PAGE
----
The law of the land will require updating, not wholesale change, to accommodate the digital landscape. However, instead of knee-jerk reactions to highly publicized events (child pornography on computers, etc. that have resulted in laws dealing specifically with the Internet and computers, we need expansion or reinterpretation
of existing laws in the light of computers and networks. If something is already illegal, why should there be a separate law making such an act illegal when a computer or network is involved?
Increasing the ability of existing enforcement structures to initiate and carry through successful prosecution of crimes that happen to involve computers and networks will indirectly increase the deterrence to commit such crimes. This will require educating existing judical personnel, as well as changes in policies and procedures, and increased resources as well.
As already noted, law-enforcement resources will always be at a premium. There will never be enough law-enforcement resources to fully investigate every crime, and crimes against property, including computer crime, will always (rightfully) be of less importance than violent crime. But this limitation primarily refers to government law-enforcement resources.
As on the American and other frontiers, one solution will almost certainly be resurrected: private security forces. Just as the American frontier had its Pinkerton agents and Wells Fargo security, the Internet will soon have private investigative and security organizations. In fact, the Internet already has the equivalent of private security agents: the consultants and companies that deal with computer and network security. These agents perform such work as establishing "safe" connections to the Internet for companies and providing security software, intrusion-detection, and auditing software and hardware, and so on.
But what about the investigative side?
As part of the research on a confrontation model mentioned above, there is growing commercial interest in private investigative services to perform intrusion analysis and evidence gathering, for use in civil or criminal proceedings. The confrontation model will lead to technical solutions (tools) that will be available to both governmental and private investigative services.
A recent Defense Advanced Research Projects Agency (DARPA) Broad Area Announcement (BAA) stressed the desire to commercialized computer security services, including the detection of intrusions and the tracing of intrusions to their source (perpetrator). At least two existing companies are investigating entering this field.
The government must support open, public security standards and mechanisms. It must remove inappropriate impediments to private-sector development of security technologies, including encryption. This approach will require support of research activities, legislative changes, and increased awareness of how digital communications change the law-enforcement landscape.
The government must foster more research into new protection strategies, and this work must be done in conjunction with the private sector. The computer industry is well aware of the problems and is (finally) being driven by market forces (consumer demand) to increase the security of its products.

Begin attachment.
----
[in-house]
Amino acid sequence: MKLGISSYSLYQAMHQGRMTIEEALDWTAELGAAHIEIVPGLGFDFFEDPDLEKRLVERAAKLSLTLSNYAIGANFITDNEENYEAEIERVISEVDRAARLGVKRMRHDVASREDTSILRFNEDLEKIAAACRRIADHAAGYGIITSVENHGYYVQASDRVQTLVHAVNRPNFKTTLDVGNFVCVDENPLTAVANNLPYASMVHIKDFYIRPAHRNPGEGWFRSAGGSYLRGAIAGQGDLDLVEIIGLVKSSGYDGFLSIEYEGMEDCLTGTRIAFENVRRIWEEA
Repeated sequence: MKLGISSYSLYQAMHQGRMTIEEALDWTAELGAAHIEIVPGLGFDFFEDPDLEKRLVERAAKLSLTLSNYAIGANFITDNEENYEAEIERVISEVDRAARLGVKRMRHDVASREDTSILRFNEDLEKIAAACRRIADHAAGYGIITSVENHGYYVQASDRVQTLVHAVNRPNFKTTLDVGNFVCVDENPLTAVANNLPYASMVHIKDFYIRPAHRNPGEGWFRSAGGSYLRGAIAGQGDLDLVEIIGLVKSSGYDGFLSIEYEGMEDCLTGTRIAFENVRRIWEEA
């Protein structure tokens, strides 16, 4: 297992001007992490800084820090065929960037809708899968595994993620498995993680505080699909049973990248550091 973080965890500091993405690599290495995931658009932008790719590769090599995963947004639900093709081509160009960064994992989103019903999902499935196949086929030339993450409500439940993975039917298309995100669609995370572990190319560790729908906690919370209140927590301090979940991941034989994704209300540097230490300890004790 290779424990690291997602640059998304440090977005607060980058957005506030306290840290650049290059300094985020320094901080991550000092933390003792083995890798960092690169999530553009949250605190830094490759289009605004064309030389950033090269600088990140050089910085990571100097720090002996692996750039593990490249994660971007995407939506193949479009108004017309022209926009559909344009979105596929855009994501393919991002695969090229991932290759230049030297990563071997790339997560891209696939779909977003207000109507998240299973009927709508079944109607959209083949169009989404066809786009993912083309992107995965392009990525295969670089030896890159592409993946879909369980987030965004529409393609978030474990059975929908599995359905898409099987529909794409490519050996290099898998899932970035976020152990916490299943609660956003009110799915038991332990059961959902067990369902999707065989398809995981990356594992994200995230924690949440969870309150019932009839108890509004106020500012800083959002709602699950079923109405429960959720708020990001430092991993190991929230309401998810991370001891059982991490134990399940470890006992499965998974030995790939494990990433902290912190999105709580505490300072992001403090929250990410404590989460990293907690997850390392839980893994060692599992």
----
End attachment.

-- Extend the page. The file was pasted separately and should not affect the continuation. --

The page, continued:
However, the computer industry does not always have access to the proper theoretical groundwork, and so academia and government must find ways to cooperatively develop open standards for security software and hardware. This will inevitably lead to more joint research efforts, which may require revisiting the current interpretations of some antitrust laws.
As part of cooperative research and development, testbeds need to be built to provide a better understanding of the battleground. This understanding will enable us to predict the types of intrusion strategies that can be expected and will allow us to develop appropriate counterstrategies. A better understanding of intrusions will allow us to better predict the intruder's intent. Given what we believe the intent to be, we then need
mechanisms to identify an appropriate response, appropriate for the chosen policy. For instance, if we identify an intent to access critical resources, then the response may need to support more comprehensive data collection to facilitate prosecution.
To be a viable platform for analyzing the confrontation paradigm, any proposed testbed must be a collection of hardware and software systems that encompass the complexity and extent of today's networking infrastructure. The testbed will be a heterogeneous collection of vendor computer platforms, network routers, switches, firewalls, operating systems, and network applications. These are the terrain in which a confrontation occurs.
Understanding the range of intrusions is required to build credible defenses. Insight must be developed for both the feasible intrusion mechanisms and the types of countermeasures that should be pursued. This insight must quantify the cost of an intrusion, the cost of the countermeasure, and the level of risk that is being reduced. A cost-benefit analysis is needed to understand the best possible response. A testbed serves as a tool to quantify the risk associated with providing desired services and allows the development of mechanisms to reduce that risk. Once the risks are quantified, it should be possible to create systems of graduated resilience as a function of the provided services.